Skin cancer is the most common type of cancer in the United States, and in contrast to many other cancers, its numbers are on the rise. Though the most prevalent type of cancer, skin cancer is also the most preventable. Comprehensive sun protection for skin cancer prevention includes (1) Applying sunscreen (SPF 15 or higher) 30 minutes before going outside in the sun; (2) Reapplying sunscreen every 2 hours and after swimming or exercise; (3) Wearing wide-brimmed hats and other protective clothing; (4) Using shade whenever possible; and (5) Attending to indicators of UV intensity and need for sun safety (i.e., time of day, season, latitude, altitude, and cloudiness). Avoiding indoor tanning practices is also important for skin cancer prevention. Tanning bed usage has been recently evaluated as a probable cause of melanoma.
The Health Behaviors Research Branch (HBRB) supports research in the area of sun protection and reducing indoor tanning practices, through both measurement and intervention studies. HBRB is also working to build collaborative partnerships with other government agencies and private foundations to further scientific inquiry in how to best promote skin cancer prevention efforts at individual, community, and population levels.
Reports & Publications
Andersen PA, Buller DB, Walkosz BJ et al. Expanding occupational sun safety to an outdoor recreation industry: a translational study of the Go Sun Smart program. Transl Behav Med 2012 Mar;2(1):10-18.
Baker, M. K., Hillhouse, J. J., & Liu, X. (2010). The effect of initial indoor tanning with mother on current tanning patterns. Arch Dermatol, 146(12), 1427-1428. doi: 146/12/1427 [pii]
Buller DB, Berwick M, Shane J, Kane I, Lantz K, Buller MK. User-centered Development of a Smart Phone Mobile Application Delivering Personalized Real-time Advice on Sun Protection. Transl Behav Med April 2013. (epub ahead of print)
Heckman, C.J., Manne, S.L., Darlow, S., Cohen-Filipic, E., Kloss, P, Munshi, T., & Perlis, C. (2012). Psychosocial correlates of sunburn among young adult women. International Journal of Environmental Research and Public Health, 9: 2241-2251.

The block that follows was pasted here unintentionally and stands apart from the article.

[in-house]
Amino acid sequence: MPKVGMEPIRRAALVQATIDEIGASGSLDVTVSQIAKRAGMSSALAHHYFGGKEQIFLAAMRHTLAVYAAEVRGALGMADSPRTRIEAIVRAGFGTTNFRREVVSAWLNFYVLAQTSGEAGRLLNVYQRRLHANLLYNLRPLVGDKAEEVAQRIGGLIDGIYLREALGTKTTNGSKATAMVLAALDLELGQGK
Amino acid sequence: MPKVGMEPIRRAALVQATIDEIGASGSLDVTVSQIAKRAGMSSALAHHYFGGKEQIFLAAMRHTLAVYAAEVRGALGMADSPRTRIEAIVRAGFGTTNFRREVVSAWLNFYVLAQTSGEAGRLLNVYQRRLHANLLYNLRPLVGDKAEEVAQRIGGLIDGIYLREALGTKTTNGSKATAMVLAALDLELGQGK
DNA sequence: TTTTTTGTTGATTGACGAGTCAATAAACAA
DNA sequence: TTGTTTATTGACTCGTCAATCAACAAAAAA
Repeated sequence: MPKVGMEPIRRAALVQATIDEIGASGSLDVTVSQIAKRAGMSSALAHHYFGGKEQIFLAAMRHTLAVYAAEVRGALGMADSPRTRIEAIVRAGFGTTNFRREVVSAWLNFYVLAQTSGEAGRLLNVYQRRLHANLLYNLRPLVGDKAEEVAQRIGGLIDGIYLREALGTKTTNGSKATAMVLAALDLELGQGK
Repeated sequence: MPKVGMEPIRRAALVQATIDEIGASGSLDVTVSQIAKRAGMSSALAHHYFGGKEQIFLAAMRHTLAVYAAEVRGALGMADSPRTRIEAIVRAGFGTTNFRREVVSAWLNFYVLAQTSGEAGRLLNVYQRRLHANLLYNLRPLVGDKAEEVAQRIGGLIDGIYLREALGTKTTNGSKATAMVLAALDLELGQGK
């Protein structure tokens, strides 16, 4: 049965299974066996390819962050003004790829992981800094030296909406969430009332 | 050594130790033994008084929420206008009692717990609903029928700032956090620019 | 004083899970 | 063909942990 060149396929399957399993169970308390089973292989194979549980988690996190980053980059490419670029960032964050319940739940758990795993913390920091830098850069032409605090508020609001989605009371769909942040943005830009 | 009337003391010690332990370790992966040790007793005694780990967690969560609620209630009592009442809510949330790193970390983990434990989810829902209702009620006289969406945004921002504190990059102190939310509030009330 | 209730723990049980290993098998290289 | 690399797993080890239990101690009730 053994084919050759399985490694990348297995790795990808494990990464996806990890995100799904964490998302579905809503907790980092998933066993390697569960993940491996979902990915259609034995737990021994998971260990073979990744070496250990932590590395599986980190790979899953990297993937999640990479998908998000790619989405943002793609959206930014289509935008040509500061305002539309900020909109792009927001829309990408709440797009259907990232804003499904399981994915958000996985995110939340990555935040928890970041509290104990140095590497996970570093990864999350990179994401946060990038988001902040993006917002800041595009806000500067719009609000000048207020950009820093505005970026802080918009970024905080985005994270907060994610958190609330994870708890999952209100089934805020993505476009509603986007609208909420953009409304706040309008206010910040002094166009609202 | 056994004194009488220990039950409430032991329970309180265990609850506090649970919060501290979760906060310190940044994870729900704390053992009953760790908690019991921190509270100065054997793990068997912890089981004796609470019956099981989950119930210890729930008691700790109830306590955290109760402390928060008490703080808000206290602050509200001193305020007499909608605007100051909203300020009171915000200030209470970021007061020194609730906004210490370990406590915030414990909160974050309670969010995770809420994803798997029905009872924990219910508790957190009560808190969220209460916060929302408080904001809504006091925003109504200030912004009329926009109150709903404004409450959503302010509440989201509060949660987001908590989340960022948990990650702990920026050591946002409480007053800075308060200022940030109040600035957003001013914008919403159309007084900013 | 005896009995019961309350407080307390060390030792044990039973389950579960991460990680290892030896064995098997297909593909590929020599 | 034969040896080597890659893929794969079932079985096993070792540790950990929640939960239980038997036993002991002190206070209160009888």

Hillhouse, J, Baker, MK, Turrisi, R, Shields, A, Stapleton, J, Jain, S, Longacre, I (In press). Evaluating a measure of tanning abuse and dependence. Archives of Dermatology.
Stapleton, J., Turrisi, R., Hillhouse, J., Robinson, J. K., & Abar, B. (2010). A comparison of the efficacy of an appearance-focused skin cancer intervention within indoor tanner subgroups identified by latent profile analysis. J Behav Med, 33(3), 181-190. doi: 10.1007/s10865-009-9246-z
Andersen PA, Buller DB, Walkosz BJ, Scott MD, Maloy JA, Cutter GR, Dignan MD. Environmental Cues to UV Radiation and Personal Sun Protection in Outdoor Winter Recreation. Arch Dermatol, Nov 2010; 146: 1241 - 1247.
Glanz et al. Measures of sun exposure and sun protection practices for behavioral and epidemiologic research. Arch Dermatol. 2008 Feb;144(2):217-22.
Manne SL, Coups EJ, Jacobsen PB, Ming M, Heckman CJ, Lessin S. Sun protection and sunbathing practices among at-risk family members of patients with melanoma. BMC Public Health. 2011; 11: 122.-
Lazovich et al. Measuring nonsolar tanning behavior: indoor and sunless tanning . Arch Dermatol. 2008 Feb;144(2):225-30.
Pagoto SL, Schneider KL, Oleski J, Bodenlos JS, Ma Y. The sunless study: a beach randomized trial of a skin cancer prevention intervention promoting sunless tanning. Arch Dermatol, Sept 2010; 146(9):979-84.
Robinson JK, Mallett KA, Turrisi R, Stapleton J. Engaging patients and their partners in preventive health behaviors: the physician factor. Arch Dermatol, Apr 2009; 145(4):469-73.
Sivamani RK, Crane LA, Dellavalle RP. The benefits and risks of ultraviolet (UV) tanning and its alternatives: the role of prudent sun exposure. Dermatol Clin. 2009 April; 27(2): 149–vi.
CDC Skin Cancer
American Cancer Society Skin Cancer Facts